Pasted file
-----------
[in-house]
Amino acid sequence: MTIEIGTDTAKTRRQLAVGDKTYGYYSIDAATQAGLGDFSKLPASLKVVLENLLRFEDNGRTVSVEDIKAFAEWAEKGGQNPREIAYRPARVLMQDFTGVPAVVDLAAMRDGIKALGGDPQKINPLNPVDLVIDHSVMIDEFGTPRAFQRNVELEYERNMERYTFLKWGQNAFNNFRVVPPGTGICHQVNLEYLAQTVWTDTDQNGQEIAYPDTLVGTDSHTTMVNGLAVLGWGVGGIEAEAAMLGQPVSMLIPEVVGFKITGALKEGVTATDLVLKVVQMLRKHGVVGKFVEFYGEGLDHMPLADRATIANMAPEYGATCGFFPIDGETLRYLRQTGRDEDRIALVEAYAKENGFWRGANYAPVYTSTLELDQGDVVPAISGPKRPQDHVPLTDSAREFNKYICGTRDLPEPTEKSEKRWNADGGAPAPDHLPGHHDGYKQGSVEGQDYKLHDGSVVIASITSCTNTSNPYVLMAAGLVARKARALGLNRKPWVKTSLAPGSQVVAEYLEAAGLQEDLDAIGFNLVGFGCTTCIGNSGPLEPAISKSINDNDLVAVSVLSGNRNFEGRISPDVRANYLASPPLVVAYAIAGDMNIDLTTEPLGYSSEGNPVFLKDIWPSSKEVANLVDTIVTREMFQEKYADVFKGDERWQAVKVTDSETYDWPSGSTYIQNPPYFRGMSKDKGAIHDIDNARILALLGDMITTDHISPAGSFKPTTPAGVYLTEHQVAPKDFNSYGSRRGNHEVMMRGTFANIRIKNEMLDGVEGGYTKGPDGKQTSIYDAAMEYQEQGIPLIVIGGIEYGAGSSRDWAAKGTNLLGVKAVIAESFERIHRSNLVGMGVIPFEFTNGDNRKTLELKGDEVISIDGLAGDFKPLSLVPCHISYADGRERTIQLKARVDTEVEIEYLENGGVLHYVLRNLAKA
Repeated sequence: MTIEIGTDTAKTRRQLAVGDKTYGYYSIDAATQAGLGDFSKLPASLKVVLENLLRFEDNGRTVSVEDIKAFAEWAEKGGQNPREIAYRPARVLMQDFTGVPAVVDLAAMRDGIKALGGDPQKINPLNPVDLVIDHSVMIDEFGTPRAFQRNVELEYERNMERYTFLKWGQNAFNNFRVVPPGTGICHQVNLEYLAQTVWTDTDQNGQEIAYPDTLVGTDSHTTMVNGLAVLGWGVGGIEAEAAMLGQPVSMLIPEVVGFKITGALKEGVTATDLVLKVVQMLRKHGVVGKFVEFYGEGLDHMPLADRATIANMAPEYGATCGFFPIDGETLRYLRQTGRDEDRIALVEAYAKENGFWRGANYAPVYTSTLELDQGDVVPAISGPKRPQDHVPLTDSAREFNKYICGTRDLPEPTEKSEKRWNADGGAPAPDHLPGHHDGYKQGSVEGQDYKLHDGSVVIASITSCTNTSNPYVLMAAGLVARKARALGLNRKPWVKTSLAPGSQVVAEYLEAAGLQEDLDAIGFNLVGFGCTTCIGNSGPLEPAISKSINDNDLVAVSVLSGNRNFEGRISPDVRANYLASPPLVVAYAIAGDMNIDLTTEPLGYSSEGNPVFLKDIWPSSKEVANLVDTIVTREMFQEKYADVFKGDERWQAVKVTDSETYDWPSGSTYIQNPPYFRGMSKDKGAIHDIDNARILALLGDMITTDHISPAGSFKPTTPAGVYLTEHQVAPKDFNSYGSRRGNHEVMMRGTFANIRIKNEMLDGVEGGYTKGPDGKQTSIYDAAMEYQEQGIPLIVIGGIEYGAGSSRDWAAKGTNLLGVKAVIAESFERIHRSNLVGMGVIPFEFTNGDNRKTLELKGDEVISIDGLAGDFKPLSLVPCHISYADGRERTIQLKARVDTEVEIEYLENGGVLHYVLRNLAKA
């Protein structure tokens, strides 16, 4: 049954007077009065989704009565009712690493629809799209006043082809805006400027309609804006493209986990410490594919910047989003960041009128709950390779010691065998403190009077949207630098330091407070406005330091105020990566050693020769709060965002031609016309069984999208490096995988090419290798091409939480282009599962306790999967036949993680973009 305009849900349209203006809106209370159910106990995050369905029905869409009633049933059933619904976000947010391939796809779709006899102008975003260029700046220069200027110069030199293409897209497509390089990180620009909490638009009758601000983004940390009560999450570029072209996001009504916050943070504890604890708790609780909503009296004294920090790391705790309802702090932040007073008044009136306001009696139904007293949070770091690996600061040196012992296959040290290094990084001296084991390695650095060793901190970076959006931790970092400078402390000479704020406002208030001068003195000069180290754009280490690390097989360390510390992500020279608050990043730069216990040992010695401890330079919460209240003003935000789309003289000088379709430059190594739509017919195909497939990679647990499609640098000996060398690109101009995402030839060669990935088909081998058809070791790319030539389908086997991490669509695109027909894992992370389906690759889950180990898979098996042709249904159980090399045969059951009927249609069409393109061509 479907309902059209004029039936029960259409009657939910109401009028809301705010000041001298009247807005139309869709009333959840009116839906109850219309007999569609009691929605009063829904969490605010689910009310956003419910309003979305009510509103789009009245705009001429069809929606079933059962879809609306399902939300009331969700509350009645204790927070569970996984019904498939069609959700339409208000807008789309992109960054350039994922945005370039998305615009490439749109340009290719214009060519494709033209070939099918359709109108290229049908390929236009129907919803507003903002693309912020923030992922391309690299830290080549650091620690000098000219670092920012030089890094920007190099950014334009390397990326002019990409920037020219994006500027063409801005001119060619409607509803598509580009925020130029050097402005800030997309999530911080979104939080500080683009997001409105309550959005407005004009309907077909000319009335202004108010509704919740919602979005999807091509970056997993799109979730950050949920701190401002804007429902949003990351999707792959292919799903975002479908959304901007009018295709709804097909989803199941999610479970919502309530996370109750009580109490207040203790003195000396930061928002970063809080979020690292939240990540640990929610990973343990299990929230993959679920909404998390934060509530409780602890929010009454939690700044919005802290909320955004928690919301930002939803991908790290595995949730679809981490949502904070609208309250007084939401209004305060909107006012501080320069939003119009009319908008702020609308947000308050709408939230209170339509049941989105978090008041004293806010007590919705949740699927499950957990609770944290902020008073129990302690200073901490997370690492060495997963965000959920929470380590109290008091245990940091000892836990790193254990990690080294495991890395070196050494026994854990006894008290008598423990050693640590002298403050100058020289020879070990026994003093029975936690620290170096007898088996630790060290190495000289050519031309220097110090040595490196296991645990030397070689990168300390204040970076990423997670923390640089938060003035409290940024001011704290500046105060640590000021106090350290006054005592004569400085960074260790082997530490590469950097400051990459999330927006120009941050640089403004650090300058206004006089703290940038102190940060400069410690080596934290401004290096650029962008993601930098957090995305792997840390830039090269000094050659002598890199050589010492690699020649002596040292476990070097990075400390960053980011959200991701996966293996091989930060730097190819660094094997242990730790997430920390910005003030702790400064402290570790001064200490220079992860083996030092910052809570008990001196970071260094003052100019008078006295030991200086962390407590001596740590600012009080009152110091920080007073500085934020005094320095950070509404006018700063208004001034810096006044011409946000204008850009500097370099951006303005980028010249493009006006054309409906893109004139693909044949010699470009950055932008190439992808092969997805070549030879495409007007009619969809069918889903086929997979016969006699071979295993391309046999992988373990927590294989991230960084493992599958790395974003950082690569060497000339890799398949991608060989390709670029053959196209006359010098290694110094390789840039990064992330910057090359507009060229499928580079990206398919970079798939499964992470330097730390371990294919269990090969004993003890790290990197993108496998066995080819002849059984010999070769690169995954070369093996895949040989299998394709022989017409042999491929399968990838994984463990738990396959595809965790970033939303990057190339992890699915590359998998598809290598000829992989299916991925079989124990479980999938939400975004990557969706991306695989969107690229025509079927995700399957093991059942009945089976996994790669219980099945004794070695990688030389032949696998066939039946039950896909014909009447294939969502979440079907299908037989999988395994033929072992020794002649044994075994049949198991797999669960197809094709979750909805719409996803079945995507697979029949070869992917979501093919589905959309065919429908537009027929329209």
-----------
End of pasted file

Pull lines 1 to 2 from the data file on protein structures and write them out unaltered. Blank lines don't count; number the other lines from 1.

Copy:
[in-house]
Amino acid sequence: MTIEIGTDTAKTRRQLAVGDKTYGYYSIDAATQAGLGDFSKLPASLKVVLENLLRFEDNGRTVSVEDIKAFAEWAEKGGQNPREIAYRPARVLMQDFTGVPAVVDLAAMRDGIKALGGDPQKINPLNPVDLVIDHSVMIDEFGTPRAFQRNVELEYERNMERYTFLKWGQNAFNNFRVVPPGTGICHQVNLEYLAQTVWTDTDQNGQEIAYPDTLVGTDSHTTMVNGLAVLGWGVGGIEAEAAMLGQPVSMLIPEVVGFKITGALKEGVTATDLVLKVVQMLRKHGVVGKFVEFYGEGLDHMPLADRATIANMAPEYGATCGFFPIDGETLRYLRQTGRDEDRIALVEAYAKENGFWRGANYAPVYTSTLELDQGDVVPAISGPKRPQDHVPLTDSAREFNKYICGTRDLPEPTEKSEKRWNADGGAPAPDHLPGHHDGYKQGSVEGQDYKLHDGSVVIASITSCTNTSNPYVLMAAGLVARKARALGLNRKPWVKTSLAPGSQVVAEYLEAAGLQEDLDAIGFNLVGFGCTTCIGNSGPLEPAISKSINDNDLVAVSVLSGNRNFEGRISPDVRANYLASPPLVVAYAIAGDMNIDLTTEPLGYSSEGNPVFLKDIWPSSKEVANLVDTIVTREMFQEKYADVFKGDERWQAVKVTDSETYDWPSGSTYIQNPPYFRGMSKDKGAIHDIDNARILALLGDMITTDHISPAGSFKPTTPAGVYLTEHQVAPKDFNSYGSRRGNHEVMMRGTFANIRIKNEMLDGVEGGYTKGPDGKQTSIYDAAMEYQEQGIPLIVIGGIEYGAGSSRDWAAKGTNLLGVKAVIAESFERIHRSNLVGMGVIPFEFTNGDNRKTLELKGDEVISIDGLAGDFKPLSLVPCHISYADGRERTIQLKARVDTEVEIEYLENGGVLHYVLRNLAKA